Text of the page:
TAOISEACH Micheal Martin has said he would like to see a Garth Brooks concert take place in Co Cork.
Dublin City Council has already approved three nights of concerts in Croke Park next September, when it is expected that US country singer Brooks will take the stage.
The Taoiseach is currently in New York at the UN headquarters.
When asked by reporters if he would like to attend one of the Garth Brooks’ concerts, he said: “I would (like to attend) actually.
“We’ve had a tough 18 months with the pandemic. Isn’t it great now that people can be back looking forward, that we have concerts?
“We could have a few in Cork as well you know.”
Promoter Aiken is hoping the move will attract less opposition than the ‘Garth-gate’ fiasco of 2014 because they will be split over two weekends.
Aiken only has permission granted for three of the Garth shows in 2022, on September 9, 10 and 11.
However applications have been lodged for two extra Brooks gigs in Croker on Friday, September 16, and Saturday, September 17.
A source said: “Remember the last time in 2014, there had already been three gigs that year by One Direction.
“The last concert in Croke Park took place in July 2019, so there has been a huge break.
“Some turn up their nose at Garth Brooks but he’s still phenomenally popular with people of all ages and these concerts will reconnect him with his huge Irish fanbase.”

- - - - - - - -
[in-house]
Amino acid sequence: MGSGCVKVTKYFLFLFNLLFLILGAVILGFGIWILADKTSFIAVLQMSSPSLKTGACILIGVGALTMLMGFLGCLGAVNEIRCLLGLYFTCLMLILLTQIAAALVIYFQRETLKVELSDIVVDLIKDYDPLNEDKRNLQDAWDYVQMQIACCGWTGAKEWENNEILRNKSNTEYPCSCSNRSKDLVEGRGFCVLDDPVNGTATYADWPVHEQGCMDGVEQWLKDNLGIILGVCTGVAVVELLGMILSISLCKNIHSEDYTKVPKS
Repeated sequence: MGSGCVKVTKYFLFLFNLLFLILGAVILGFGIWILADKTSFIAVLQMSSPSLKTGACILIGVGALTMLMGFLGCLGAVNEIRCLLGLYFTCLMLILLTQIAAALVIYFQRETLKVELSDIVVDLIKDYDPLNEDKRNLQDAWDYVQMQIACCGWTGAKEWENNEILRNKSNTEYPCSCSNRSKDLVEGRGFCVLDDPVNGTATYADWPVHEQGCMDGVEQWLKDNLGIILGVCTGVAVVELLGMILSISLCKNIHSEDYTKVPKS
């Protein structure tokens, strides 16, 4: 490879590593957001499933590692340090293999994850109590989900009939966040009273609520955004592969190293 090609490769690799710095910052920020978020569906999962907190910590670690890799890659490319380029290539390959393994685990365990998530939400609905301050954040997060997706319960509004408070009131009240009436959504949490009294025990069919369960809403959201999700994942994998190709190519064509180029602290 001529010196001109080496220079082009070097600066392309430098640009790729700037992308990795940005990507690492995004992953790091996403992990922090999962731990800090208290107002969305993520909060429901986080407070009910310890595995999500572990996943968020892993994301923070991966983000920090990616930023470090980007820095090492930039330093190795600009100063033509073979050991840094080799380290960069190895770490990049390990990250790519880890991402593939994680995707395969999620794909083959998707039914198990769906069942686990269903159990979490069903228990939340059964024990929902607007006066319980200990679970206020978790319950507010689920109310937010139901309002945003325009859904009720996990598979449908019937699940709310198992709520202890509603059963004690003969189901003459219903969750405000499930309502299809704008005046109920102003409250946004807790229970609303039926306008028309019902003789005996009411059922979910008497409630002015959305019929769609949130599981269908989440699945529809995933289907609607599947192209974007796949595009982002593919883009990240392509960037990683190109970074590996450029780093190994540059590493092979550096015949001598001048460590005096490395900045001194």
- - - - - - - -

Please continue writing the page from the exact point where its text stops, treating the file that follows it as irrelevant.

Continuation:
Meanwhile in New York, Taoiseach Martin has rejected any suggestion that an Irish bid for UN agreement on the link between climate change and conflict is doomed to fail.
The Taoiseach on Thursday warned the UN Security Council that climate change “is exacerbating conflict globally”.
He presided over a debate on climate and security at the UN headquarters in New York, the first time an Irish taoiseach has chaired such a meeting.In his speech, Mr Martin called on leaders to accept the link between the climate crisis and conflicts taking place across the globe.
Mr Martin, speaking to reporters, denied the suggestion that Ireland’s resolution would inevitably be rejected.
Earlier, Martin told members of the Security Council: “The mandate of this council is to consider threats to international peace and security.
“We must move past theoretical debates and respond to the reality that climate change is exacerbating conflict globally.
“This council can and must do more. It has the mandate and it has the tools.”